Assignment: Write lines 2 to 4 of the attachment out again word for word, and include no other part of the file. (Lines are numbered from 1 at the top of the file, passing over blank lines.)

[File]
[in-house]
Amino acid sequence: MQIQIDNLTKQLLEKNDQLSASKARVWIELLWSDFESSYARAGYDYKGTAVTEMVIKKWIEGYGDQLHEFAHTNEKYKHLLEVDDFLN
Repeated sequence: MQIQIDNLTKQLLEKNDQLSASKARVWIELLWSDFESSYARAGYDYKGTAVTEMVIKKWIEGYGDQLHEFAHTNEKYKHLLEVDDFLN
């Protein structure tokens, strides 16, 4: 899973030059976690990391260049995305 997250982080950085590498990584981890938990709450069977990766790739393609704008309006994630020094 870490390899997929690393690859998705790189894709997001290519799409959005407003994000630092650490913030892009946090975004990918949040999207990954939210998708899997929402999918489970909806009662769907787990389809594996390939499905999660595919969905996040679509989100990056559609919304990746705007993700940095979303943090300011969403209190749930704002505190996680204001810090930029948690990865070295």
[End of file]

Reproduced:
Amino acid sequence: MQIQIDNLTKQLLEKNDQLSASKARVWIELLWSDFESSYARAGYDYKGTAVTEMVIKKWIEGYGDQLHEFAHTNEKYKHLLEVDDFLN
Repeated sequence: MQIQIDNLTKQLLEKNDQLSASKARVWIELLWSDFESSYARAGYDYKGTAVTEMVIKKWIEGYGDQLHEFAHTNEKYKHLLEVDDFLN
């Protein structure tokens, strides 16, 4: 899973030059976690990391260049995305 997250982080950085590498990584981890938990709450069977990766790739393609704008309006994630020094 870490390899997929690393690859998705790189894709997001290519799409959005407003994000630092650490913030892009946090975004990918949040999207990954939210998708899997929402999918489970909806009662769907787990389809594996390939499905999660595919969905996040679509989100990056559609919304990746705007993700940095979303943090300011969403209190749930704002505190996680204001810090930029948690990865070295």